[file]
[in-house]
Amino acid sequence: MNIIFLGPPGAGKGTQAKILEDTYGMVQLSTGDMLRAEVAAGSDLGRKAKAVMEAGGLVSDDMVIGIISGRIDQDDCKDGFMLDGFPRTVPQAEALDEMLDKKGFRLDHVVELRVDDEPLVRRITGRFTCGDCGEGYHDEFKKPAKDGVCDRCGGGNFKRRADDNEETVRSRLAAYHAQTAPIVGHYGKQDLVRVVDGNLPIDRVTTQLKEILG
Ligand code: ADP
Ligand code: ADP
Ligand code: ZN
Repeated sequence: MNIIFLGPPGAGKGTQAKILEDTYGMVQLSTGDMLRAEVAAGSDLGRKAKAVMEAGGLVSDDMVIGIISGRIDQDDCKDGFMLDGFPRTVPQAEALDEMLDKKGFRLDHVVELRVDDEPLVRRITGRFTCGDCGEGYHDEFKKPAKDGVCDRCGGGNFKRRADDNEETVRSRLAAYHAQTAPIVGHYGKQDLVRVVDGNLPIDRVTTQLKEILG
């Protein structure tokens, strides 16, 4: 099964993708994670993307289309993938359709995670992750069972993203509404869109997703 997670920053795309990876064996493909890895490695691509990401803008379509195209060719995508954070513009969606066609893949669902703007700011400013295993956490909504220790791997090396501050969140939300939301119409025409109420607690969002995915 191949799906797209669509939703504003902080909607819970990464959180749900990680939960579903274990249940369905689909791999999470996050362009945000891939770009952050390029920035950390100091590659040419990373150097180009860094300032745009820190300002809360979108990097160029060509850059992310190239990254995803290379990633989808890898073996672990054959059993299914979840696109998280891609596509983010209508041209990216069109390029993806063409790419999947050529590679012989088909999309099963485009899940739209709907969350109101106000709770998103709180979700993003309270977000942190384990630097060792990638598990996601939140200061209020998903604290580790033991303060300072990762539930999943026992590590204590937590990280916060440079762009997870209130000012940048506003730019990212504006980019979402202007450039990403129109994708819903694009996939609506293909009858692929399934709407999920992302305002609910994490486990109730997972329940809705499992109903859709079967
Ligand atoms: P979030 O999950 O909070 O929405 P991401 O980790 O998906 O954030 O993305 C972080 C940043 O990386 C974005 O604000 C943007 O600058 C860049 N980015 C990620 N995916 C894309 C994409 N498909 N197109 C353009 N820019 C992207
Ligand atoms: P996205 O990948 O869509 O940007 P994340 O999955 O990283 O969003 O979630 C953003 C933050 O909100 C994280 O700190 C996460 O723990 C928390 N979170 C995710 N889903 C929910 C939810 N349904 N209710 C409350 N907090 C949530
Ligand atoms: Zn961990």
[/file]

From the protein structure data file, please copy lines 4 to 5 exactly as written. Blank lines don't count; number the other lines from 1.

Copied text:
Ligand code: ADP
Ligand code: ZN